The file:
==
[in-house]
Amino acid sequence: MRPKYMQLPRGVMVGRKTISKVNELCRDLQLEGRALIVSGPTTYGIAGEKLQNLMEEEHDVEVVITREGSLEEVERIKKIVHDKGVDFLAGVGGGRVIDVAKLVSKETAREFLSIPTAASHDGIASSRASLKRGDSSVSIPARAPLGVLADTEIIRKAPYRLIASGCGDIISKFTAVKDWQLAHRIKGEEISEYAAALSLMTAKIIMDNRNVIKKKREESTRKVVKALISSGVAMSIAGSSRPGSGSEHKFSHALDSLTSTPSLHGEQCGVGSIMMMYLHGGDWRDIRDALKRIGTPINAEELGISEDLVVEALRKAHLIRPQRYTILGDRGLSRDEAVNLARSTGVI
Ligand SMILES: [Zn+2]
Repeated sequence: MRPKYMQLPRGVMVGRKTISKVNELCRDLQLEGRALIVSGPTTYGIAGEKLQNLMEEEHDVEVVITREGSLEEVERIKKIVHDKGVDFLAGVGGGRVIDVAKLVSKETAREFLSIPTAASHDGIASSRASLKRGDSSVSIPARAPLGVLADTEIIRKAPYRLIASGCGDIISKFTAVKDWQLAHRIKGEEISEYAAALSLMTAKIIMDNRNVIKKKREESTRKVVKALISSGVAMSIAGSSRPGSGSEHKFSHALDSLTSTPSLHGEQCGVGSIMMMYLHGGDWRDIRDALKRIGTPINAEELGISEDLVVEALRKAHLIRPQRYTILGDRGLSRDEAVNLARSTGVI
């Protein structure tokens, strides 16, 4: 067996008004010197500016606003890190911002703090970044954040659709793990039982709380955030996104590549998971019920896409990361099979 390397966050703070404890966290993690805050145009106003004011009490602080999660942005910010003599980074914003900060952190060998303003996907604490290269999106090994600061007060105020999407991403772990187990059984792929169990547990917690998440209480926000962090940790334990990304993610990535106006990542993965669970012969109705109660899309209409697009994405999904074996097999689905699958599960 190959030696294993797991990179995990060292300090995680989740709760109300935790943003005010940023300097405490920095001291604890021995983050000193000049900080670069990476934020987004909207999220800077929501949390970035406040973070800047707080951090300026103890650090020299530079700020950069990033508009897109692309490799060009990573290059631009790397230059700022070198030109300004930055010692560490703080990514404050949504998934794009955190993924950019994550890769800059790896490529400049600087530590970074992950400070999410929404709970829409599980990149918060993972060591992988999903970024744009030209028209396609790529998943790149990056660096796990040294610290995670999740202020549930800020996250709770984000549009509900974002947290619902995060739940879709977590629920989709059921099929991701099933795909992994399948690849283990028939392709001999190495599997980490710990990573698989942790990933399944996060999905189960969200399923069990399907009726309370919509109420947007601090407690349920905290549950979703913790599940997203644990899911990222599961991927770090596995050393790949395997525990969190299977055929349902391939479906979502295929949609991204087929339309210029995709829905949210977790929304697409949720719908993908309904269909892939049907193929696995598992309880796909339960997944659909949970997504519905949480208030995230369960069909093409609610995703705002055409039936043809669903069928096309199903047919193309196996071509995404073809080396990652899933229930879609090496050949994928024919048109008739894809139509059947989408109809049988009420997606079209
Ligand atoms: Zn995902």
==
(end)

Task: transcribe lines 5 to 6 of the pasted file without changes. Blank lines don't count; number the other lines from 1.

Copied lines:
């Protein structure tokens, strides 16, 4: 067996008004010197500016606003890190911002703090970044954040659709793990039982709380955030996104590549998971019920896409990361099979 390397966050703070404890966290993690805050145009106003004011009490602080999660942005910010003599980074914003900060952190060998303003996907604490290269999106090994600061007060105020999407991403772990187990059984792929169990547990917690998440209480926000962090940790334990990304993610990535106006990542993965669970012969109705109660899309209409697009994405999904074996097999689905699958599960 190959030696294993797991990179995990060292300090995680989740709760109300935790943003005010940023300097405490920095001291604890021995983050000193000049900080670069990476934020987004909207999220800077929501949390970035406040973070800047707080951090300026103890650090020299530079700020950069990033508009897109692309490799060009990573290059631009790397230059700022070198030109300004930055010692560490703080990514404050949504998934794009955190993924950019994550890769800059790896490529400049600087530590970074992950400070999410929404709970829409599980990149918060993972060591992988999903970024744009030209028209396609790529998943790149990056660096796990040294610290995670999740202020549930800020996250709770984000549009509900974002947290619902995060739940879709977590629920989709059921099929991701099933795909992994399948690849283990028939392709001999190495599997980490710990990573698989942790990933399944996060999905189960969200399923069990399907009726309370919509109420947007601090407690349920905290549950979703913790599940997203644990899911990222599961991927770090596995050393790949395997525990969190299977055929349902391939479906979502295929949609991204087929339309210029995709829905949210977790929304697409949720719908993908309904269909892939049907193929696995598992309880796909339960997944659909949970997504519905949480208030995230369960069909093409609610995703705002055409039936043809669903069928096309199903047919193309196996071509995404073809080396990652899933229930879609090496050949994928024919048109008739894809139509059947989408109809049988009420997606079209
Ligand atoms: Zn995902």